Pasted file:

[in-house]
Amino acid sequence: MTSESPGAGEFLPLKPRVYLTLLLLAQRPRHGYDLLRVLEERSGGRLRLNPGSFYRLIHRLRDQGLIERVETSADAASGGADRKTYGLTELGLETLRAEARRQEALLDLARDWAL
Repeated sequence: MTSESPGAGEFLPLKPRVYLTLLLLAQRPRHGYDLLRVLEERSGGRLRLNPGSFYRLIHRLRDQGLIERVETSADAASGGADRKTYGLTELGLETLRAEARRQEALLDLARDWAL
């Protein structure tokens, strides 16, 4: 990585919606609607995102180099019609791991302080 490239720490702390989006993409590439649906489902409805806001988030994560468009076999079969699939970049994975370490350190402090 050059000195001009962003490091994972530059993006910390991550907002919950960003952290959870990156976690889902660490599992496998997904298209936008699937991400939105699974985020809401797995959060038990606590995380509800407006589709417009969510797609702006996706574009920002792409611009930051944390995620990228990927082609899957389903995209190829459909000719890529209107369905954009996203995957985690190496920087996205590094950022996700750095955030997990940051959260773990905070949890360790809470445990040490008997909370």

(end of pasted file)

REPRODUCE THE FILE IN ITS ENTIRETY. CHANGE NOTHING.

[in-house]
Amino acid sequence: MTSESPGAGEFLPLKPRVYLTLLLLAQRPRHGYDLLRVLEERSGGRLRLNPGSFYRLIHRLRDQGLIERVETSADAASGGADRKTYGLTELGLETLRAEARRQEALLDLARDWAL
Repeated sequence: MTSESPGAGEFLPLKPRVYLTLLLLAQRPRHGYDLLRVLEERSGGRLRLNPGSFYRLIHRLRDQGLIERVETSADAASGGADRKTYGLTELGLETLRAEARRQEALLDLARDWAL
């Protein structure tokens, strides 16, 4: 990585919606609607995102180099019609791991302080 490239720490702390989006993409590439649906489902409805806001988030994560468009076999079969699939970049994975370490350190402090 050059000195001009962003490091994972530059993006910390991550907002919950960003952290959870990156976690889902660490599992496998997904298209936008699937991400939105699974985020809401797995959060038990606590995380509800407006589709417009969510797609702006996706574009920002792409611009930051944390995620990228990927082609899957389903995209190829459909000719890529209107369905954009996203995957985690190496920087996205590094950022996700750095955030997990940051959260773990905070949890360790809470445990040490008997909370």